William R. White is the chairman of the Economic and Development Review Committee at the OECD in Paris. Prior to that, Dr. White held a number of senior positions with the Bank for International Settlements (“BIS”), including Head of the Monetary and Economic Department, where he had overall responsibility for the department's output of research, data and information services, and was a member of the Executive Committee which manages the BIS. He retired from the BIS on 30 June 2008.

Dr. White began his professional career at the Bank of England, where he was an economist from 1969 to 1972. Subsequently he spent 22 years with the Bank of Canada. In addition to his many publications, he speaks regularly to a wide range of audiences on topics related to monetary and financial stability.

In the following interview he shares his views in a totally personal capacity on the current state of the global economy and related monetary and fiscal policies.

E. Tavares: Dr. White, we are delighted to be speaking with you today. You are recognized as one of the leading central bank economists in the world, and so your perspective is highly valued and appreciated.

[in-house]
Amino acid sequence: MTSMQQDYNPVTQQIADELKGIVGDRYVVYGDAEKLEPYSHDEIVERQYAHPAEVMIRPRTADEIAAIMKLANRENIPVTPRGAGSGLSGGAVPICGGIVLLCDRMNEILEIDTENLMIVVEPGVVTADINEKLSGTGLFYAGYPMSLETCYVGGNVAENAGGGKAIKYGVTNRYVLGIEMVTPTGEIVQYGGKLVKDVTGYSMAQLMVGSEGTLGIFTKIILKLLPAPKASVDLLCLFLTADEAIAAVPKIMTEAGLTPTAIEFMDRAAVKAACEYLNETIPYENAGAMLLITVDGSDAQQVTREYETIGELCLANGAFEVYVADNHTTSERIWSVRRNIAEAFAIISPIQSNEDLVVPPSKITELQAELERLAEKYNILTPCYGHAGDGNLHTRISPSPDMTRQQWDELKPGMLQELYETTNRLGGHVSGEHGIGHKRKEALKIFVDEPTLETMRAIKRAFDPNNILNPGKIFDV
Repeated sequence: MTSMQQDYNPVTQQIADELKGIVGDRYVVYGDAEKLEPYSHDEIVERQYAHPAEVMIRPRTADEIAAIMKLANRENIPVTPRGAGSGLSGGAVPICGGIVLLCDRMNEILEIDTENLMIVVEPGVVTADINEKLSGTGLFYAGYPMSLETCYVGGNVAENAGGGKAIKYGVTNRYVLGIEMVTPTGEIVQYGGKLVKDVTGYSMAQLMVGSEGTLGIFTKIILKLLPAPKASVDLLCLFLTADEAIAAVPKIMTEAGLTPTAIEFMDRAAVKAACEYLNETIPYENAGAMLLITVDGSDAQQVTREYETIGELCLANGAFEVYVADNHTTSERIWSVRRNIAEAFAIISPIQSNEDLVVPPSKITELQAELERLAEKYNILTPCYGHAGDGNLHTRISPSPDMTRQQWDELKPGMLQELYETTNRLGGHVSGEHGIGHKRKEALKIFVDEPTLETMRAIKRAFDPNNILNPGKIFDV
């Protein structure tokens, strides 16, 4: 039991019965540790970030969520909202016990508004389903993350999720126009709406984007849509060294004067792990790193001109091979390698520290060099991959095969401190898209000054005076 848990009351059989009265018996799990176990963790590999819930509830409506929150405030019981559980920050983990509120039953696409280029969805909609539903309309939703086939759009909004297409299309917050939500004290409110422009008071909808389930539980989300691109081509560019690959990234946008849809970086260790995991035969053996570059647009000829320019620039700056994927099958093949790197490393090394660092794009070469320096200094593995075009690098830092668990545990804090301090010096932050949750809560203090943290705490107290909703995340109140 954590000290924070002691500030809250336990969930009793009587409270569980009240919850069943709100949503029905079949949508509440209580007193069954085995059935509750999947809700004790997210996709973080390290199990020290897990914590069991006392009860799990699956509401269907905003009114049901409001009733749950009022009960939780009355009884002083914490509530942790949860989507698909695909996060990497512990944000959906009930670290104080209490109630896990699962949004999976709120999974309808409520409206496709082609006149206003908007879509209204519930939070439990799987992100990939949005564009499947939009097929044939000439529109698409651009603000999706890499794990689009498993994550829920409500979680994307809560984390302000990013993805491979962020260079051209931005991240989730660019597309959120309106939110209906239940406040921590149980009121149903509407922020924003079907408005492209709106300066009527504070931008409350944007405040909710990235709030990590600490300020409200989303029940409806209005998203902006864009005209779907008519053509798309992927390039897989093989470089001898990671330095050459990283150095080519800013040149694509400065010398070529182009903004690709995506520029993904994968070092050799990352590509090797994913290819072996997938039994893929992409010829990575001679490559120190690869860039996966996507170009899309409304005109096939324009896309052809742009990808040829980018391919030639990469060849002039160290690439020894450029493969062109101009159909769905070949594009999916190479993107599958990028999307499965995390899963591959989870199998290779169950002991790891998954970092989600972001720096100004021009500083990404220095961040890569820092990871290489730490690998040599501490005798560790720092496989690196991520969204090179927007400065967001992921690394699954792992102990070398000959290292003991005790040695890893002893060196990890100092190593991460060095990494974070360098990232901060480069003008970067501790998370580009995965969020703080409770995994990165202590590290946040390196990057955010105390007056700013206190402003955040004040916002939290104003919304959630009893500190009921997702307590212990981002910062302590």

Absent the robust central bank intervention in 2008 the world’s financial system would have likely collapsed. However, in a sense the economy looks riskier now: government debt levels as a function of GDP are at record highs; big financial institutions have gotten even bigger; and while we may not have a housing credit crisis brewing in the US, we are seeing stress in many areas, from student loans to energy bank loans to emerging market convulsions. At the same time, income inequality has blown out of proportion as booming asset prices hardly benefited the less privileged in society.

With the benefit of hindsight, can we say that the very loose monetary policy of central banks around the world lulled politicians and investors into a false sense of security and that those unresolved issues from the recent past could still come back to haunt them? Or can they keep things under control with these newly found monetary “bazookas”?

W. White: I think your assessment of where we are at is spot on. What the central banks did in